We can again start this part of the analysis on a positive note by recalling the winter of 1970-1971. This is one winter that ranks right up with 2000-2001 in the epic category and a winter where the PDO index was close to -1.70 (see link below).

In general, however, there has been a correlation between the index of the PDO and the prevailing weather pattern for eastern North America and this correlation would have us hoping for a more positive index as opposed to the -1.45 recently recorded. There is some very general information on the PDO that can be obtained through Wikepedia.

More specific information including the page that actually tracks the indices is included here.

Both the index of the PDO and the ENSO have been known to change quite abruptly even at the 11th hour. It is often why many seasonal forecasts which are made too early in the autumn go belly up. This seasonal outlook has been created fairly late in the ball game but these variables still have some time to do some shifting. Unless they do however I think we are in trouble.

Round 2 – The current negative index of the PDO favors both below normal snow and above normal temperatures.

3) Snow cover area – One of my favorite seasonal indicators when looked at hemispherically. When measured in millions of square KM the normal snow cover area in October is 17.7. Last year we recorded an October number of 19.8 but this year its closer to 16.3. Yuck !!

The measure of a winter from the standpoint of temperature is usually determined by the following tongue twister. The strength of the cold embedded within the cold pattern. The “strength of the cold” refers to the arctic air originating near the poles. Arctic air of a stronger intensity in a fundamentally colder than normal pattern may mean the difference between 5 degrees and 15 degrees below normal. Likewise, a normal pattern may be 5 degrees below normal instead of 5 degrees above and the adverse impacts of an above normal pattern may very well be significantly mitigated. The opposite if of course true if the air with polar origins is weaker than expected. It is important to examine this issue in any seasonal outlook because the most basic assumption that needs to be made is that the winter will consist of both fundamentally mild or unfavorable patterns for us MRG skiers and fundamentally cold or favorable patterns. 2006-2007 was a winter where us New Englanders got a good look at both sides of the spectrum.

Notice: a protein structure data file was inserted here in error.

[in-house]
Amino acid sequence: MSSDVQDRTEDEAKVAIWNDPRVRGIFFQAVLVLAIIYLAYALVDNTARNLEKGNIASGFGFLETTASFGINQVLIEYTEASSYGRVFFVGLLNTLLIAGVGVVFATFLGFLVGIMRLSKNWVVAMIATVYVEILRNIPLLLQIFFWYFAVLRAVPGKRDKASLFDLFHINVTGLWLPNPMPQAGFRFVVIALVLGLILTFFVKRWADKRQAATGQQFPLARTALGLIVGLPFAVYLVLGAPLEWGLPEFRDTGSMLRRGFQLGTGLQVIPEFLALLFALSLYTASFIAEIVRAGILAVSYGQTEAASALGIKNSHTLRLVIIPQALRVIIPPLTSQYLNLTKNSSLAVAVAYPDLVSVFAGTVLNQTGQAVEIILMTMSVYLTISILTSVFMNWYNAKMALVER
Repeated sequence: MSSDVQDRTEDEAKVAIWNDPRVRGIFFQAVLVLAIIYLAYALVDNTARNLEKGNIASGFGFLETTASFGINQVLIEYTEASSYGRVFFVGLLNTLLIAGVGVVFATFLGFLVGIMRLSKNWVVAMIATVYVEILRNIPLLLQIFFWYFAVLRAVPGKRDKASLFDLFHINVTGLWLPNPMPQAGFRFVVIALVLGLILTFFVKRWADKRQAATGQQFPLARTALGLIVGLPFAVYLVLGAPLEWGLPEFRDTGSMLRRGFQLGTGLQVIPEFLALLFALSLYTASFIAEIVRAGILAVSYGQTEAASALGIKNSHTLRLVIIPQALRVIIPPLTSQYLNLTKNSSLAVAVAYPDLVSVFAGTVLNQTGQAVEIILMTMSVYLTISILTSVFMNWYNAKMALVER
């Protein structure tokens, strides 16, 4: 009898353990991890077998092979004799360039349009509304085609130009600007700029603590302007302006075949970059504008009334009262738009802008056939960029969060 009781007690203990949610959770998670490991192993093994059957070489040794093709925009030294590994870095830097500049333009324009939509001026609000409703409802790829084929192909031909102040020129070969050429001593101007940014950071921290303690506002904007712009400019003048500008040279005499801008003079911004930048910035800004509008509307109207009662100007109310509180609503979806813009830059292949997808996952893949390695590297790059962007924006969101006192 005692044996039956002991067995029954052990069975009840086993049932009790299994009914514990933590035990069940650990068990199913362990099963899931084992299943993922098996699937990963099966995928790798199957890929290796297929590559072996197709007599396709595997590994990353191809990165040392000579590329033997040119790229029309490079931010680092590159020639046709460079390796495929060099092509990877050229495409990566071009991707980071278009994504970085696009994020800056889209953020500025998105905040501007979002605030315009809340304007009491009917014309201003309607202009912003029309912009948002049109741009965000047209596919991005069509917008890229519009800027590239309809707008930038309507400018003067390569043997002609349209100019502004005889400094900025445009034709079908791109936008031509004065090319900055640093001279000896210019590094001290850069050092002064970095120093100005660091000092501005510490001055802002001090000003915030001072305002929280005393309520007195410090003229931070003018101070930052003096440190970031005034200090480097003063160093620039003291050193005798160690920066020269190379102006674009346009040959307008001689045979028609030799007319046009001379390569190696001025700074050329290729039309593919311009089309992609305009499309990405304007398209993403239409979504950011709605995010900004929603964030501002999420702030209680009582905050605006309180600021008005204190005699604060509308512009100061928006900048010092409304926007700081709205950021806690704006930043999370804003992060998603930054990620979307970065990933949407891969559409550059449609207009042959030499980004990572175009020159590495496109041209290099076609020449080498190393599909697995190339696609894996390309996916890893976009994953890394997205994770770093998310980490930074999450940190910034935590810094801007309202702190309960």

So what does snow cover in October indicate about the measure of cold in an upcoming winter? It has to do with cold pooling efficiency. A greater coverage of snow in the polar regions early in the year will allow arctic air to strengthen quicker and reach a greater maximum intensity. An analogy can be drawn between the effects of snow cover on arctic air and the effects of anomalously warm water has on hurricanes. 2005, the year which featured Hurricane Katrina among many other land-falling storms, was defined by warmer than average water temperatures in the Caribbean and Gulf of Mexico. Storms traveling through these areas strengthened quicker and reached a greater maximum intensity. Arctic air has a similar relationship with snow cover.

Round 3 - 16.3 millions of square km is a very ugly number snow cover number. It is worse in fact than what we saw in the autumn months of 2001 and in 2005, which preceded two not-so-friendly winters. To put it mildly, the data favors above normal temperatures and when combined with some of the aforementioned indicators, I would be very surprised to see temperatures average below normal for the December to March period.

The Prediction – No spin here at the Single Chair Weather Blog. We tell it like it is though admittedly I am hoping to be dead wrong. Temperatures for the season will average above normal and significantly so. When I say significant I mean at least 3 degrees above normal for the December through March period. In terms of snow, I predicted 300 inches last year against an average of 260. This year I expect less than 220. Sorry for the lack of hype but I always like to say, if you keep expectations at a minimum you open the floor for a few pleasant surprises.